Recruitment, Retention and Morally Inhabitable Environments

  • Edie West


The FNS expected much of its nurses. The work was difficult, demanding and the hours long, even when compared to the equally dismal hospital standards which existed at the time outside of the region. In addition to this, the physical environment was isolated, rough, rustic and rural and the culture alien to all those outside of Appalachia, even to other Americans coming into the area. Yet Breckinridge managed to keep her staff at a time when other organizations and institutions outside of Appalachia with less physically and emotionally demanding work environments could not. Breckinridge’s personal background, education and professional employment history prior to founding the FNS equipped her to understand the challenges she would face in decreasing her nurses’ responses to ‘burnout’ in such an environment. It also helped her to develop a health care delivery system that promoted positive adaptation and facilitated quality care. These personal qualities as well as professional expertise are characteristics that set the tone of any organization’s culture [1].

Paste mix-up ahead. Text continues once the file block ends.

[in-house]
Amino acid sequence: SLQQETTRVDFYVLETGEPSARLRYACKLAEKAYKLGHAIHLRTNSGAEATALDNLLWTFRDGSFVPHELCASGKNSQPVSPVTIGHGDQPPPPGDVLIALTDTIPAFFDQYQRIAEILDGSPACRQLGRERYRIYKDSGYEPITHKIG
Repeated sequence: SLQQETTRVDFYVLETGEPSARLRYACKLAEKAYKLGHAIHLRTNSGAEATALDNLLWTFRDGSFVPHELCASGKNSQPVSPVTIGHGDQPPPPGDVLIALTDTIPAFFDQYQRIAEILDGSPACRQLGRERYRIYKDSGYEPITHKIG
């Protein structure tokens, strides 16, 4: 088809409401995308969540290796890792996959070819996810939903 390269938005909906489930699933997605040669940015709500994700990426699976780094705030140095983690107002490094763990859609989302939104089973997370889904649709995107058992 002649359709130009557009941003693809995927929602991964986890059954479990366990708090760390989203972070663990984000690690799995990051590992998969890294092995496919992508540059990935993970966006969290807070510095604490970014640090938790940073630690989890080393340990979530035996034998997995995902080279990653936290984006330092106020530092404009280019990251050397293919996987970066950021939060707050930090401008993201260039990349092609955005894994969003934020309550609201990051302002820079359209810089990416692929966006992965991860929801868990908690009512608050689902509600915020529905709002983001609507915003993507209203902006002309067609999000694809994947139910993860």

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© Springer Nature Switzerland AG 2019

Authors and Affiliations

  • Edie West
    • 1
  1. 1.Indiana University of PennsylvaniaIndianaUSA

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